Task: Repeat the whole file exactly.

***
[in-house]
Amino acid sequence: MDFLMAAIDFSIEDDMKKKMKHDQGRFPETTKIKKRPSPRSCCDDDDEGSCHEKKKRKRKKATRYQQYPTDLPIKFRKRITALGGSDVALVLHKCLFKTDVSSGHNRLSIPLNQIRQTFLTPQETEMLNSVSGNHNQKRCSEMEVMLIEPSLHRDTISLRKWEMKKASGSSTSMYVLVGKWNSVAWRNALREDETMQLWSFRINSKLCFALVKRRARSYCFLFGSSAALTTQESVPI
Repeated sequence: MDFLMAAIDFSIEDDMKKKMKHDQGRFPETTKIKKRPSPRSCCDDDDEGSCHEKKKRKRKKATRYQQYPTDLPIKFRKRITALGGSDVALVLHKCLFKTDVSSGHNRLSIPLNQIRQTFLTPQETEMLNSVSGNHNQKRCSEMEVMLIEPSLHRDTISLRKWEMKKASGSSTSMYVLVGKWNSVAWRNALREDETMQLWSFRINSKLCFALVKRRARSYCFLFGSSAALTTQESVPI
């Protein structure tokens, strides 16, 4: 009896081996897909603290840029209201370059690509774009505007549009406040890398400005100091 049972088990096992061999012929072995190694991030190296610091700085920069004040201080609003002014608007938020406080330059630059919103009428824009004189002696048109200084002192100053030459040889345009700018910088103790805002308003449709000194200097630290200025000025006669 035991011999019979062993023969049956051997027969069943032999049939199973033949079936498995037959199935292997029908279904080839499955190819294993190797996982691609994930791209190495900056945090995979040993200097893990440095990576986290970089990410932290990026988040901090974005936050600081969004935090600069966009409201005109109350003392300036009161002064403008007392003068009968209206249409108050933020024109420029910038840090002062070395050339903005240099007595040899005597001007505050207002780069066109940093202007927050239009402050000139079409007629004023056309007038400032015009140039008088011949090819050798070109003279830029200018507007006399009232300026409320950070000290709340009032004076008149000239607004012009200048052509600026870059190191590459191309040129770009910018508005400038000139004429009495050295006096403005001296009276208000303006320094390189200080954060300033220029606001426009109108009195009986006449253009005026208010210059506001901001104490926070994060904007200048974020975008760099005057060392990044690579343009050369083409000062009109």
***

[in-house]
Amino acid sequence: MDFLMAAIDFSIEDDMKKKMKHDQGRFPETTKIKKRPSPRSCCDDDDEGSCHEKKKRKRKKATRYQQYPTDLPIKFRKRITALGGSDVALVLHKCLFKTDVSSGHNRLSIPLNQIRQTFLTPQETEMLNSVSGNHNQKRCSEMEVMLIEPSLHRDTISLRKWEMKKASGSSTSMYVLVGKWNSVAWRNALREDETMQLWSFRINSKLCFALVKRRARSYCFLFGSSAALTTQESVPI
Repeated sequence: MDFLMAAIDFSIEDDMKKKMKHDQGRFPETTKIKKRPSPRSCCDDDDEGSCHEKKKRKRKKATRYQQYPTDLPIKFRKRITALGGSDVALVLHKCLFKTDVSSGHNRLSIPLNQIRQTFLTPQETEMLNSVSGNHNQKRCSEMEVMLIEPSLHRDTISLRKWEMKKASGSSTSMYVLVGKWNSVAWRNALREDETMQLWSFRINSKLCFALVKRRARSYCFLFGSSAALTTQESVPI
């Protein structure tokens, strides 16, 4: 009896081996897909603290840029209201370059690509774009505007549009406040890398400005100091 049972088990096992061999012929072995190694991030190296610091700085920069004040201080609003002014608007938020406080330059630059919103009428824009004189002696048109200084002192100053030459040889345009700018910088103790805002308003449709000194200097630290200025000025006669 035991011999019979062993023969049956051997027969069943032999049939199973033949079936498995037959199935292997029908279904080839499955190819294993190797996982691609994930791209190495900056945090995979040993200097893990440095990576986290970089990410932290990026988040901090974005936050600081969004935090600069966009409201005109109350003392300036009161002064403008007392003068009968209206249409108050933020024109420029910038840090002062070395050339903005240099007595040899005597001007505050207002780069066109940093202007927050239009402050000139079409007629004023056309007038400032015009140039008088011949090819050798070109003279830029200018507007006399009232300026409320950070000290709340009032004076008149000239607004012009200048052509600026870059190191590459191309040129770009910018508005400038000139004429009495050295006096403005001296009276208000303006320094390189200080954060300033220029606001426009109108009195009986006449253009005026208010210059506001901001104490926070994060904007200048974020975008760099005057060392990044690579343009050369083409000062009109």